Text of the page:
The Song

The world loves young love. You know…the innocence, endless glances, constant touches, mushy words, and how they can’t stand to be apart.

Not long ago my fourteen year old granddaughter caught Cheryl and me holding hands and, with an extended sweet voice, said “Ah.” I think she knew something was right about what she saw.

This is the season for weddings. Those of us who have been married for centuries like to sit back and snicker, “And they think they know something about love—wait until they’ve been married as long as we have.” In a strange bundle of cynicism, wisdom, and maybe envy we watch young love unfold and sometimes secretly wish we could start again. Start again and keep the passion; start again and avoid the mistakes; start again and keep love vigorous and glowing.

Our seniority has helped us weather the storms, we note. Maybe. If we’re honest, we still feel the battering against the rocks. Or, forgetting the troubled waters, we have difficulty admitting young lovers may have something we need to cling to again.

Time in service doesn’t guarantee wisdom. Avoiding the storms doesn’t ensure a safe passage. It’s not how long we’ve sailed the ocean that helps us find the shore. It’s the map that guides us.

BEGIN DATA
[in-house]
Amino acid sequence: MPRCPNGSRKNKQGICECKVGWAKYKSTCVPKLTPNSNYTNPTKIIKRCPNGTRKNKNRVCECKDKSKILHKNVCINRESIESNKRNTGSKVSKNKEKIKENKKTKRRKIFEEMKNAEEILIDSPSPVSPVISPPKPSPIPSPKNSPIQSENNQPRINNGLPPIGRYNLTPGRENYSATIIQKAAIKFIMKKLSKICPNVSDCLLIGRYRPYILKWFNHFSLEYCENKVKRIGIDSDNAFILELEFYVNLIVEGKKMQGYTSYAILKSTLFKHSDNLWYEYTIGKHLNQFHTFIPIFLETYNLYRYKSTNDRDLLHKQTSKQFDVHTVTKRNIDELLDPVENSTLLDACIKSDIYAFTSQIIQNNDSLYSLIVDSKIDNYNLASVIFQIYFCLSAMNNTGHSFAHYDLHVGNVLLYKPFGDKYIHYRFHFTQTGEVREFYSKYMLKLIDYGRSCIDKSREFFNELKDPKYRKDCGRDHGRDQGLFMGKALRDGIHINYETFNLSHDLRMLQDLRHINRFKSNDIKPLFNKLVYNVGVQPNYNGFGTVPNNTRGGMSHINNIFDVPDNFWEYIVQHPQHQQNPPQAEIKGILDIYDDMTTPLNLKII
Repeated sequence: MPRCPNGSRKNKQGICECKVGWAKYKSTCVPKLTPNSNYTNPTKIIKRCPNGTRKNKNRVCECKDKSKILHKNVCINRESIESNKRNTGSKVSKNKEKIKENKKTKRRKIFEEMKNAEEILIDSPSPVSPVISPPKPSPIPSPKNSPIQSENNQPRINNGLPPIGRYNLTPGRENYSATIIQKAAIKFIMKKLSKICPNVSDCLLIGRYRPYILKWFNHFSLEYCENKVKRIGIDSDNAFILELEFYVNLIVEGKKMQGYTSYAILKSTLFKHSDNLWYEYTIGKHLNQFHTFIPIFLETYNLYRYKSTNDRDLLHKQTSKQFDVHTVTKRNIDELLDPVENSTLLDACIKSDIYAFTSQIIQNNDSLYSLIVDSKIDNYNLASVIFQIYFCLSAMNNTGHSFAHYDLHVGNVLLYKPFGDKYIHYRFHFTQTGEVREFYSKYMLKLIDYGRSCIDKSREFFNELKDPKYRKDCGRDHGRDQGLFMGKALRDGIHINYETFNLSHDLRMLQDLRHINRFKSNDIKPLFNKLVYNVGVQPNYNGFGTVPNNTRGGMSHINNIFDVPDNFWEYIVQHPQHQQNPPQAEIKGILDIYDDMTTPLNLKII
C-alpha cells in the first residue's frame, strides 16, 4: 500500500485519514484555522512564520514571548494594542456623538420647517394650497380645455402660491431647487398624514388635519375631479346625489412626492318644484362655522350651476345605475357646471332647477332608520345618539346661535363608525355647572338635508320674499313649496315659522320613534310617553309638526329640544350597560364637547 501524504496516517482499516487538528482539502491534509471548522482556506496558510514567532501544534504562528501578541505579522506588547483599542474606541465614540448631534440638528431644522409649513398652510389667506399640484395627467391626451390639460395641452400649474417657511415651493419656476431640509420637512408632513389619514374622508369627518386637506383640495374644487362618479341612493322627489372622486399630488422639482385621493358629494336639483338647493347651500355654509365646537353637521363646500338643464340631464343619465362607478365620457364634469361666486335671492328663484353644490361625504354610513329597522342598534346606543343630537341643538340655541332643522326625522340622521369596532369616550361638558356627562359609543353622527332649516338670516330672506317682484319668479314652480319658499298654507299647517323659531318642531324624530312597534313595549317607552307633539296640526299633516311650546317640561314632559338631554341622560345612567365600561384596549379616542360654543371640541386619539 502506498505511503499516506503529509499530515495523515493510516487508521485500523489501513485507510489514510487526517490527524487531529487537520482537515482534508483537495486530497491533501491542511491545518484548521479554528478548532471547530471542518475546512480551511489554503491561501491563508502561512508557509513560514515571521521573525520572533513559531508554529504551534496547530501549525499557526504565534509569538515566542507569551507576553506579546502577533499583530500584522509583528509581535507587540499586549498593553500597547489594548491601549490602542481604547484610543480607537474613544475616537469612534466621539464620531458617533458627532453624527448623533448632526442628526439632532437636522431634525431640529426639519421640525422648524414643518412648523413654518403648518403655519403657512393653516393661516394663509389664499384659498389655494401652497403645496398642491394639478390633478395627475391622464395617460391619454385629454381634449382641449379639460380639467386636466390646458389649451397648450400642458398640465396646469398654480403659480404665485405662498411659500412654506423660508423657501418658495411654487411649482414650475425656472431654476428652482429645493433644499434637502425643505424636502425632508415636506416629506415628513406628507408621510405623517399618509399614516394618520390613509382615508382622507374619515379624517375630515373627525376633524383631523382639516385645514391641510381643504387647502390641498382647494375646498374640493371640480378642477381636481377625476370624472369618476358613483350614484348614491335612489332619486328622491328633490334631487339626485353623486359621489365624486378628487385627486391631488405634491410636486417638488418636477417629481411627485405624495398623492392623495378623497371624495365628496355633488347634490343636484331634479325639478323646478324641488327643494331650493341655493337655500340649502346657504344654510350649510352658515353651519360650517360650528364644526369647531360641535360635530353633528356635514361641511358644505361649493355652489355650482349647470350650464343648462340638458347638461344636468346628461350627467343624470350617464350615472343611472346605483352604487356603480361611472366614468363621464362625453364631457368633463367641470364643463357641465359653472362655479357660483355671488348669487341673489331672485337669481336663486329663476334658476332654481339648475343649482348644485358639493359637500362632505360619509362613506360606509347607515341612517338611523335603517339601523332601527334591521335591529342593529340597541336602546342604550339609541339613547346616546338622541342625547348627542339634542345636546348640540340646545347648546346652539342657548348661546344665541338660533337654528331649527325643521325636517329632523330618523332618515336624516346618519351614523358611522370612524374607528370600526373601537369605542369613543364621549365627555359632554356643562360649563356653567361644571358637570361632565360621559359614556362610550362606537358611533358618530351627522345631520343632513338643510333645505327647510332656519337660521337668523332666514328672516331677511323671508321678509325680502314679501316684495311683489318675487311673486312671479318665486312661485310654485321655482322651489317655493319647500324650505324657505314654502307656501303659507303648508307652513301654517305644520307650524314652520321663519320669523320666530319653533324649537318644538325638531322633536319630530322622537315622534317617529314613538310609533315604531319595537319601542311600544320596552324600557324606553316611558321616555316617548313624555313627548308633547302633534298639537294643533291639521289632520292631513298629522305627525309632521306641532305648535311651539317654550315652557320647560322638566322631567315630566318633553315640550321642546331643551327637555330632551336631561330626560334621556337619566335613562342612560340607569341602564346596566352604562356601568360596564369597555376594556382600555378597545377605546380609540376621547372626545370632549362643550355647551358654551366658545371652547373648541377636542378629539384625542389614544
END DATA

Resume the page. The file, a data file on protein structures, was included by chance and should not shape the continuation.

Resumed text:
Young lovers have a PR problem. They are like young Pastor Timothy in the New Testament. Churches then and now don’t easily accept a leader who is young; we look askance at young love. Do we rate experience too highly? “What could they know,” we say. The Apostle Paul had to encourage Timothy, “Let no one look down on your youthfulness, but rather in speech, conduct, love, faith and purity, show yourself an example of those who believe”(1 Timothy 4:12, NAS).

Here is the map: the Scripture and its most well-known love story. It paints an inspired portrait of irrepressible young love in mushy, gushy words underscored by foundational colors—principles—that provide encouragement and guidance for love to continually flourish. I recommend frequent immersion in the Song of Songs. Young people, start here; those seasoned in love, discover its riches.

Some see The Song as an allegory about Christ and His love for the Church, blushing at the explicit imagery. Scripture does affirm the relationship followers of Christ have with Him in the language of marriage (Ephesians 5:32; Revelation 21:9). The Bridegroom’s (Christ’s) love for His bride (Church/believers) is an indescribable treasure chest filled to overflowing. Here there is the reward for those unattached to someone. I think, though, that the natural way a reader would receive the words of The Song is as a love story—love that is unstoppable, ardent, exhilarating, and overwhelming.

Why should our marriages drift from such an inspired beginning?

Young and old lovers, I invite you to take the plunge into The Song. Wade into its jewels and refresh your love through the words of compliment and principles of surrender, joy, respect, friendship, adoration, and pursuit.

And remember, my granddaughter is watching.

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